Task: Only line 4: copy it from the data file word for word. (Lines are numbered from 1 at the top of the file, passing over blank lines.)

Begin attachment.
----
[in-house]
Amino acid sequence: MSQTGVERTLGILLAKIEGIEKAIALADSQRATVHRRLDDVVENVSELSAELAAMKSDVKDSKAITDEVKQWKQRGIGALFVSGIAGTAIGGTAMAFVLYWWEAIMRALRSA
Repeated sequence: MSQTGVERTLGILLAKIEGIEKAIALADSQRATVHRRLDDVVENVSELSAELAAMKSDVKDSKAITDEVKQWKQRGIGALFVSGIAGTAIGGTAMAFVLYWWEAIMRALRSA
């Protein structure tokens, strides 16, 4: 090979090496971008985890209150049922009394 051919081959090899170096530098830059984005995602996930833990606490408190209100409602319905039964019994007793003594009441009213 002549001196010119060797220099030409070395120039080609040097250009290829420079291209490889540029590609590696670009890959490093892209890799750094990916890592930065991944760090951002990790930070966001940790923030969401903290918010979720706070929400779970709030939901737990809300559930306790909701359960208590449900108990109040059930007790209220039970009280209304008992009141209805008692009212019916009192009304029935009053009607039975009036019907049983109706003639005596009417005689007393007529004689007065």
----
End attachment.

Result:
């Protein structure tokens, strides 16, 4: 090979090496971008985890209150049922009394 051919081959090899170096530098830059984005995602996930833990606490408190209100409602319905039964019994007793003594009441009213 002549001196010119060797220099030409070395120039080609040097250009290829420079291209490889540029590609590696670009890959490093892209890799750094990916890592930065991944760090951002990790930070966001940790923030969401903290918010979720706070929400779970709030939901737990809300559930306790909701359960208590449900108990109040059930007790209220039970009280209304008992009141209805008692009212019916009192009304029935009053009607039975009036019907049983109706003639005596009417005689007393007529004689007065």